We began our unit on scientific investigation.  Over the past week and a half, the students have been learning how to select an appropriate science fair question.  They’ve also learned how to write a meaningful purpose for their project.  Over the next week, all students will conference with a teacher to double check the quality of their question and purpose. 

We’ll also begin online researching skills.  We’ll work on mastering how to:
 generate keywords for searching
 refine a search
 expand a search
 evaluate a website’s quality and usefulness for research
 bookmark a site
 read a website for information (including web highlighting and summary notes)
 create a bibliography
 share new information with others

As you can tell, that’s a lot to learn—most people spend their entire life improving those skills!  Developing strong research skills is a challenging, but critical process.  We’ll  work diligently on this, but will probably take us quite a bit of time. 

The current due date for student research and bibliography is Friday, October 23rd.  We’ll complete most of this work in class.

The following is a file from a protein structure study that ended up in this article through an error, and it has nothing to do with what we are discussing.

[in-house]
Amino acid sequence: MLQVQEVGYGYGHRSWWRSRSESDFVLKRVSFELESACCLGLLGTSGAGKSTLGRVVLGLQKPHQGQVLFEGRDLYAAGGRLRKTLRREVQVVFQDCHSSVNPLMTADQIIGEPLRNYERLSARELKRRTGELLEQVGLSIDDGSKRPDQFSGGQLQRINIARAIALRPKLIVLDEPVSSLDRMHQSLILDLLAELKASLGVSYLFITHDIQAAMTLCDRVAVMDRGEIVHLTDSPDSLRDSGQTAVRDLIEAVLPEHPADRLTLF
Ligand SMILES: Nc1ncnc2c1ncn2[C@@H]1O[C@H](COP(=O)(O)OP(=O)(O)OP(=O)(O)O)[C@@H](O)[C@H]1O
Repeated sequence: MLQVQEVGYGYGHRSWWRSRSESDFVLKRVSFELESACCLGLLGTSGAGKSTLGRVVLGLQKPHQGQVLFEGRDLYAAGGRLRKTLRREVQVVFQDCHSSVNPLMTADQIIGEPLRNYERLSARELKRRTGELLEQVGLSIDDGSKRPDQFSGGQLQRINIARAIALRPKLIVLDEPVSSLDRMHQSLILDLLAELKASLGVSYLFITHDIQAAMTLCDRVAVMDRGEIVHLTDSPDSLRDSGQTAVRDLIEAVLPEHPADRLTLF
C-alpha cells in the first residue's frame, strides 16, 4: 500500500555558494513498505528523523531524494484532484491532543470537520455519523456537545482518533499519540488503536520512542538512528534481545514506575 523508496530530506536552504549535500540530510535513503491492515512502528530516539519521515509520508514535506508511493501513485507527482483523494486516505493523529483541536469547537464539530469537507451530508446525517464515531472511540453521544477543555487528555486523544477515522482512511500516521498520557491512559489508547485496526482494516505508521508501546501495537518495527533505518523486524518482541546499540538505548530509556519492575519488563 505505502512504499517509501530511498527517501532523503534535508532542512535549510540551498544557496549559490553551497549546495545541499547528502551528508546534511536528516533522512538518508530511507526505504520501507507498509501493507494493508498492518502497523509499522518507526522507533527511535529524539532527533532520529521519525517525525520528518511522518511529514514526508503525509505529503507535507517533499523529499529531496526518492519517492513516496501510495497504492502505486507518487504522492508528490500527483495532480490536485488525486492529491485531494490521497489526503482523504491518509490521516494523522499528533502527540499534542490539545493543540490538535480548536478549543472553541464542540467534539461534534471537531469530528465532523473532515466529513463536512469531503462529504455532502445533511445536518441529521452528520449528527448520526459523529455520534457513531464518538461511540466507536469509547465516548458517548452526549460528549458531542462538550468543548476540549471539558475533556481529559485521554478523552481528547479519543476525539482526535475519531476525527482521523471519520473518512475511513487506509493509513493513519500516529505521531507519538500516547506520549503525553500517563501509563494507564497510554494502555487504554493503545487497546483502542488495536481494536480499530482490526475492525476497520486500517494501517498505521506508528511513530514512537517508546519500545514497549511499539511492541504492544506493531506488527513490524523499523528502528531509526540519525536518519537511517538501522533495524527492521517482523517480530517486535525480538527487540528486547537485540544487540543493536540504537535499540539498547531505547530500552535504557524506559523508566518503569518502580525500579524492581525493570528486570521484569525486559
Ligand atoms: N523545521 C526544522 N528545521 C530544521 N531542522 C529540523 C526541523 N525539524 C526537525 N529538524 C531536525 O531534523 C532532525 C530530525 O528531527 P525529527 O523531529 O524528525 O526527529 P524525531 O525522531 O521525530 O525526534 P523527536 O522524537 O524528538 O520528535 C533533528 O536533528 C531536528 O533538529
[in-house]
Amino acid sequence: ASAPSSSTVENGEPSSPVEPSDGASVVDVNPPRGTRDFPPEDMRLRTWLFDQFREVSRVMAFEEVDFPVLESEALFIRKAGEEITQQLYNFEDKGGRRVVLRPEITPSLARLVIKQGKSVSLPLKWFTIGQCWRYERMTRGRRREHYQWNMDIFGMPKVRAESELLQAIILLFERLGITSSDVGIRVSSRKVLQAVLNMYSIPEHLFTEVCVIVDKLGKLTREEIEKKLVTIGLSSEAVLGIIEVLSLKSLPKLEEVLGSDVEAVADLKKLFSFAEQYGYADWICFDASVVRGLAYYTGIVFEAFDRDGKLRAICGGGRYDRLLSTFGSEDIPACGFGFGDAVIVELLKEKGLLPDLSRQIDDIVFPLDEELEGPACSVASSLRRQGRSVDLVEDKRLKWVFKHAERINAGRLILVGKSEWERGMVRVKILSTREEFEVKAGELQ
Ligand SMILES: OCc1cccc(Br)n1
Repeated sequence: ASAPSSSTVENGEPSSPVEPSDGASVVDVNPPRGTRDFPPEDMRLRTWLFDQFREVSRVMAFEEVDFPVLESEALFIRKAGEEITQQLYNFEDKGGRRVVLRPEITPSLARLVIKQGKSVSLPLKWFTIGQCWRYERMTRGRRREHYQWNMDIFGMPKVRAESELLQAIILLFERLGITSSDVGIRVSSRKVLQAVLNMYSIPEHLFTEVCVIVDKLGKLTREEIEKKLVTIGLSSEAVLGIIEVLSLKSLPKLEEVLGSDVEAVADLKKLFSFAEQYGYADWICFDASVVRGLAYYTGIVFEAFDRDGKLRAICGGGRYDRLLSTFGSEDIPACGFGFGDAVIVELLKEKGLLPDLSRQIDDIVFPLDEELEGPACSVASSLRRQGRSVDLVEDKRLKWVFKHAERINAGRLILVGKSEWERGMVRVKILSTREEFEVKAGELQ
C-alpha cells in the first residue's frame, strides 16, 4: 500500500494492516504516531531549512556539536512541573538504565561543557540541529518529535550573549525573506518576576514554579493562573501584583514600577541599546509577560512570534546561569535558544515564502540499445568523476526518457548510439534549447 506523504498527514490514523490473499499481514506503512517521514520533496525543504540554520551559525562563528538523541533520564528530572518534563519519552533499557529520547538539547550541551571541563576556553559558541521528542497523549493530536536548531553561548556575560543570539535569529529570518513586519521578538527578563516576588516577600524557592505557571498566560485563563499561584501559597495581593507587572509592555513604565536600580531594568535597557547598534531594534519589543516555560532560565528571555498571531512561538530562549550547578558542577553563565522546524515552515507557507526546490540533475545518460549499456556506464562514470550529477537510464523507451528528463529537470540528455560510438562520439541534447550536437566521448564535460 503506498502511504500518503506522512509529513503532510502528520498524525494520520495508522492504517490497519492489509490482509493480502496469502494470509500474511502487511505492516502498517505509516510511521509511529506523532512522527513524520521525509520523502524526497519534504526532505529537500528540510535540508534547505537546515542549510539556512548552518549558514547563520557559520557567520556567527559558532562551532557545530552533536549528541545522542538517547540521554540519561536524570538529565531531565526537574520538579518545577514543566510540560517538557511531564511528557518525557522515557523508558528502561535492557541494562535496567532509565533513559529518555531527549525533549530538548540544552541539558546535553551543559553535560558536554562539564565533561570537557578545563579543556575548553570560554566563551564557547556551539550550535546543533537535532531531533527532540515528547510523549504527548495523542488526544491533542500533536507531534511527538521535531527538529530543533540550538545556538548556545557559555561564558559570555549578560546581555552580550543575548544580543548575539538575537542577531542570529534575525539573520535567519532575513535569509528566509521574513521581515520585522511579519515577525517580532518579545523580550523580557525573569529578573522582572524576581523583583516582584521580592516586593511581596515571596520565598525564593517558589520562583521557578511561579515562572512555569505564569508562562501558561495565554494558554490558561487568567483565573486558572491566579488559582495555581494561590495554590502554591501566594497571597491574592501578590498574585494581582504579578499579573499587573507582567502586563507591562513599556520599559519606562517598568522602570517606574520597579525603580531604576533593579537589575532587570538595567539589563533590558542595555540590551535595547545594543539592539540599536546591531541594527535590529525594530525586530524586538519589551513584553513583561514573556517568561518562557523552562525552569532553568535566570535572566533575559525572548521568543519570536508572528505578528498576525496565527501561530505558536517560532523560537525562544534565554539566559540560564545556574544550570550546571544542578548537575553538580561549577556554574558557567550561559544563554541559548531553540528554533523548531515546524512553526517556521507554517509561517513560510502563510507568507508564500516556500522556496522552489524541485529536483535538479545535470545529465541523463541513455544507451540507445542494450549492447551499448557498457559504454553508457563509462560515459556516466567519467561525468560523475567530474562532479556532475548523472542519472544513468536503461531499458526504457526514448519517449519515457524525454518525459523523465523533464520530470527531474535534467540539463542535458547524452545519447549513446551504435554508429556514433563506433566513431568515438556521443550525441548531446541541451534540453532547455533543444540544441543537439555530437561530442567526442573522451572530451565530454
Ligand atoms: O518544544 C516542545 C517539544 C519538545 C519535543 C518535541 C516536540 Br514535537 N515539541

I’d rather the students learn the basics of research than rush to complete an assignment.  I’m confident that with hard work on their part, they should be able to complete this assignment during school hours.  Depending on how much support the students need conducting research, we may need to push this date back a few days.  Stay tuned for updates!

You may still want to ask your student about what they learned, or continue digging deeper into their science concepts at home.

Also, keep in mind the following due dates:

·       Pre-approval form: Thursday, October 15th

·       Research & Bibliograph: Friday, October 23rd

·       Variables: Tues, Oct 27, 2009

·       Procedure, Material Lists, and Hypothesis: Fri, Oct 30, 2009

·       Typed Mission Plan: Tues, Nov 3, 2009